I worked as a UX researcher and designer on this project for Auchan Hungary. They wanted to introduce non-food products to their long-working webshop. This sounds deceptively simple, but the previous site was not designed with the storage, delivery, and availability constraints of non-food products in mind. The challenges become apparent at checkout.
Say you want to buy a fridge, some bread, and a lightbulb in a single order. You would like the fridge to be delivered to your home. It can arrive five working days later at any time from 8:00 - 16:00. Bread delivery needs to be scheduled in a two hour time slot this week. It might be possible that your chosen bread is not available since it is an FMCG (fast-moving consumer goods) product so you should also pick acceptable substitutes. The light bulb is small and standardized, but since it is in a different storage facility and a different delivery company is responsible for it, there is no promise it can be scheduled to arrive with your bread. Auchan wanted to know how to communicate all that without losing their customers.
To begin with I restructured the information architecture of the available products and their categories. I had the constraint that I couldn’t change the UI framework, so I had to fit a mix of food and non-food products into relatively few categories.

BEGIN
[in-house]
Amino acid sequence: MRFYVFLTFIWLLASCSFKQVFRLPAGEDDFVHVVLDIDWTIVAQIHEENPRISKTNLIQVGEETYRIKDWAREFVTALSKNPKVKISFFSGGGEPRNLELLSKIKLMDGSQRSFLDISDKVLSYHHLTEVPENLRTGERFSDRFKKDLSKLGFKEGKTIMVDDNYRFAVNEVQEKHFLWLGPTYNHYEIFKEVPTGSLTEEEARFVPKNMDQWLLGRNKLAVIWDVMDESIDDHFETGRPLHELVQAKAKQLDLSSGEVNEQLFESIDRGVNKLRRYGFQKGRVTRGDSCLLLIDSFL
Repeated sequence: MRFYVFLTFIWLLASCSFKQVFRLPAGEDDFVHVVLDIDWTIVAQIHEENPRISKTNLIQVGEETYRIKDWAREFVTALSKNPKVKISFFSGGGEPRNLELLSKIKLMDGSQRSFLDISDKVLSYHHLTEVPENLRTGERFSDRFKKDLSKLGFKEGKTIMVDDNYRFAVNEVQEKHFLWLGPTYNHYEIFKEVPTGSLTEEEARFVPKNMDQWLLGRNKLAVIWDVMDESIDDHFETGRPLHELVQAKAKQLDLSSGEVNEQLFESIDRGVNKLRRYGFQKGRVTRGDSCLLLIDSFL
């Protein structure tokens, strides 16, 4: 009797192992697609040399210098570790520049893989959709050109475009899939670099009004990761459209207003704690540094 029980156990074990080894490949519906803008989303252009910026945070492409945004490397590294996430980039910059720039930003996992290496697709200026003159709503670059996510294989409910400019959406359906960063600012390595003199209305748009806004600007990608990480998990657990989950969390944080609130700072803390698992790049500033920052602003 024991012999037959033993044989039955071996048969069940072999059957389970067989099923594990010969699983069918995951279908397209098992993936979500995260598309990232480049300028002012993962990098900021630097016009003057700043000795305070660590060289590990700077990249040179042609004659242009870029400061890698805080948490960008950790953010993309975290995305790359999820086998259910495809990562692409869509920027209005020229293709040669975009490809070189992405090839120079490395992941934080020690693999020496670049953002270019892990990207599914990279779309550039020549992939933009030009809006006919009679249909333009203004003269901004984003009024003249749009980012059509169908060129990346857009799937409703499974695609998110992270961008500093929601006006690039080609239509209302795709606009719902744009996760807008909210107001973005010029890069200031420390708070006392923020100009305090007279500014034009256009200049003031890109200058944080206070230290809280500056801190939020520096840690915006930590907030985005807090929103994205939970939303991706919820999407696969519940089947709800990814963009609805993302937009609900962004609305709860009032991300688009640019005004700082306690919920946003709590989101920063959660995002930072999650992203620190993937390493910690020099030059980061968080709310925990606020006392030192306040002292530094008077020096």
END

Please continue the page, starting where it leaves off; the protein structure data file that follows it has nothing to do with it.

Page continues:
User interviews and in-person card sorting tests helped a lot here. I watched users group the categories and name them. We learned a lot how users think, how it might be better to rename some categories, and how their overall background effects the way how they think about certain labels. Housewives with children are a great example: many times they created broad groups like “Kids” or “Children” including things like “Books” or “Games”, which are clearly not exclusively children's products. These insights helped me put together a strong architecture for the new site.
Turning to the checkout process, my main idea was to allow multiple carts per user by delivery type. In the real world, you would be pushing three carts in front of you and placing items into them based on their delivery status. Of course online the system does this for you automatically. Users can check their carts, including delivery notes, on every page using a cart preview popover. I experimented with different color codes and icons for carts in the prototype. In the desktop version a calendar for expected delivery is always close at hand.
Another twist in the story was that payment had to be different across carts. For food products you could use your Auchan loyalty card, while for other types of goods you cannot pay in cash. At the payment page I had to emphasize the differentiation and make it as smooth as possible since the user sometimes had to pay more than once.
User research helped a lot to iterate on the initial ideas and after several rounds I could finalize the wireframe. It was a good experience to see that even such a complicated process with lots of limitations can be made clear to users. I tested with very different people from all social classes and backgrounds and did my best to make it work for everyone.